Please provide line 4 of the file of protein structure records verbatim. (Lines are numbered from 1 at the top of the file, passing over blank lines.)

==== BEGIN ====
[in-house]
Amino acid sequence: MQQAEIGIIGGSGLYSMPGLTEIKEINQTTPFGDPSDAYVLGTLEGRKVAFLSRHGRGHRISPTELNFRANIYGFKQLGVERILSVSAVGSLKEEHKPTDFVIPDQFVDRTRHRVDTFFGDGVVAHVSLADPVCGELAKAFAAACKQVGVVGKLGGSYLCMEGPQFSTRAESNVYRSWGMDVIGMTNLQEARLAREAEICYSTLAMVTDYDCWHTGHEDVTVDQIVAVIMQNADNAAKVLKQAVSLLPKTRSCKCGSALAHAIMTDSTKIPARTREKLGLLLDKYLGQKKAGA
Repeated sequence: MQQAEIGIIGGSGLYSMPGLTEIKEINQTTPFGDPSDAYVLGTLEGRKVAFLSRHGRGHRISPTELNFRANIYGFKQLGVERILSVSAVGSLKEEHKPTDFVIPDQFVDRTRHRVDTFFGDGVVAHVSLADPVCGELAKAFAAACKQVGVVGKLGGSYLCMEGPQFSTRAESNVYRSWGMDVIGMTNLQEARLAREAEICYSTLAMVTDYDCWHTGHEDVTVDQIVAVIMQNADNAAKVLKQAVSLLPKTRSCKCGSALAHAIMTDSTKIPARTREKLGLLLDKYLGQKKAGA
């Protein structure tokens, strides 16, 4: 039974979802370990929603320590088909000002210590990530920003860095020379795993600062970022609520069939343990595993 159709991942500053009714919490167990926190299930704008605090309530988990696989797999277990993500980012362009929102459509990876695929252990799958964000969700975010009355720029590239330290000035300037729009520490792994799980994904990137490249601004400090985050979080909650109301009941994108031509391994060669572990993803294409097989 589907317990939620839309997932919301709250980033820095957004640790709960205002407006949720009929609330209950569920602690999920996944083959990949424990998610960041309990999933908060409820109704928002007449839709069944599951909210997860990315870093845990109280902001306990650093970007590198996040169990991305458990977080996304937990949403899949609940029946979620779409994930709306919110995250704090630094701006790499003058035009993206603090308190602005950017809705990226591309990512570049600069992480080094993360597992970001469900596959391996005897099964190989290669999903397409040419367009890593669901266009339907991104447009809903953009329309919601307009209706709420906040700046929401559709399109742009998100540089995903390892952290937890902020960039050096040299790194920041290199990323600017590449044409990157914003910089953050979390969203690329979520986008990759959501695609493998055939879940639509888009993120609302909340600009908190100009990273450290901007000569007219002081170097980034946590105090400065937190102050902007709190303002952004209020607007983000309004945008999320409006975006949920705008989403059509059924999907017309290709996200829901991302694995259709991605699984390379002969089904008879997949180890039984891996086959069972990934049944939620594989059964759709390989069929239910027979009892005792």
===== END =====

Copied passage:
């Protein structure tokens, strides 16, 4: 039974979802370990929603320590088909000002210590990530920003860095020379795993600062970022609520069939343990595993 159709991942500053009714919490167990926190299930704008605090309530988990696989797999277990993500980012362009929102459509990876695929252990799958964000969700975010009355720029590239330290000035300037729009520490792994799980994904990137490249601004400090985050979080909650109301009941994108031509391994060669572990993803294409097989 589907317990939620839309997932919301709250980033820095957004640790709960205002407006949720009929609330209950569920602690999920996944083959990949424990998610960041309990999933908060409820109704928002007449839709069944599951909210997860990315870093845990109280902001306990650093970007590198996040169990991305458990977080996304937990949403899949609940029946979620779409994930709306919110995250704090630094701006790499003058035009993206603090308190602005950017809705990226591309990512570049600069992480080094993360597992970001469900596959391996005897099964190989290669999903397409040419367009890593669901266009339907991104447009809903953009329309919601307009209706709420906040700046929401559709399109742009998100540089995903390892952290937890902020960039050096040299790194920041290199990323600017590449044409990157914003910089953050979390969203690329979520986008990759959501695609493998055939879940639509888009993120609302909340600009908190100009990273450290901007000569007219002081170097980034946590105090400065937190102050902007709190303002952004209020607007983000309004945008999320409006975006949920705008989403059509059924999907017309290709996200829901991302694995259709991605699984390379002969089904008879997949180890039984891996086959069972990934049944939620594989059964759709390989069929239910027979009892005792």